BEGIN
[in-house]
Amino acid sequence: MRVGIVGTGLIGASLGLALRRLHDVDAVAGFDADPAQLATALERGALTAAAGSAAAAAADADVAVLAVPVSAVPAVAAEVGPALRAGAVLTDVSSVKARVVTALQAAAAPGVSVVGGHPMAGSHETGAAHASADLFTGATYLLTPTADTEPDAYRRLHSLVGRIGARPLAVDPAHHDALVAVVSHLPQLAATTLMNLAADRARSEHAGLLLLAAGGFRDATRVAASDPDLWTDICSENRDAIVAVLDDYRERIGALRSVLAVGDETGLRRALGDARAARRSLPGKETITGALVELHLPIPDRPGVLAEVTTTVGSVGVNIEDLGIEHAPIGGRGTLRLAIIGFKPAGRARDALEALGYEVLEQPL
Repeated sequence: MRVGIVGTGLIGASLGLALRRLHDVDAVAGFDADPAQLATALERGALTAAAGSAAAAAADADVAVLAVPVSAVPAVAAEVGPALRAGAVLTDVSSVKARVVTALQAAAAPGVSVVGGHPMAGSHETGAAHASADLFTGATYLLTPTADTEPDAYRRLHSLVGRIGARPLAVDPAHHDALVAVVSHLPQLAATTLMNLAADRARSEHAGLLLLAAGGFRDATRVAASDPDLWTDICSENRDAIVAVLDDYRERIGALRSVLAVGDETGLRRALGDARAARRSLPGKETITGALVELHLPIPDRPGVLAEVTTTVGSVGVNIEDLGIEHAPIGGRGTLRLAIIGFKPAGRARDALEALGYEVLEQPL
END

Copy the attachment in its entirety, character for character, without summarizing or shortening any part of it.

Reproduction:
[in-house]
Amino acid sequence: MRVGIVGTGLIGASLGLALRRLHDVDAVAGFDADPAQLATALERGALTAAAGSAAAAAADADVAVLAVPVSAVPAVAAEVGPALRAGAVLTDVSSVKARVVTALQAAAAPGVSVVGGHPMAGSHETGAAHASADLFTGATYLLTPTADTEPDAYRRLHSLVGRIGARPLAVDPAHHDALVAVVSHLPQLAATTLMNLAADRARSEHAGLLLLAAGGFRDATRVAASDPDLWTDICSENRDAIVAVLDDYRERIGALRSVLAVGDETGLRRALGDARAARRSLPGKETITGALVELHLPIPDRPGVLAEVTTTVGSVGVNIEDLGIEHAPIGGRGTLRLAIIGFKPAGRARDALEALGYEVLEQPL
Repeated sequence: MRVGIVGTGLIGASLGLALRRLHDVDAVAGFDADPAQLATALERGALTAAAGSAAAAAADADVAVLAVPVSAVPAVAAEVGPALRAGAVLTDVSSVKARVVTALQAAAAPGVSVVGGHPMAGSHETGAAHASADLFTGATYLLTPTADTEPDAYRRLHSLVGRIGARPLAVDPAHHDALVAVVSHLPQLAATTLMNLAADRARSEHAGLLLLAAGGFRDATRVAASDPDLWTDICSENRDAIVAVLDDYRERIGALRSVLAVGDETGLRRALGDARAARRSLPGKETITGALVELHLPIPDRPGVLAEVTTTVGSVGVNIEDLGIEHAPIGGRGTLRLAIIGFKPAGRARDALEALGYEVLEQPL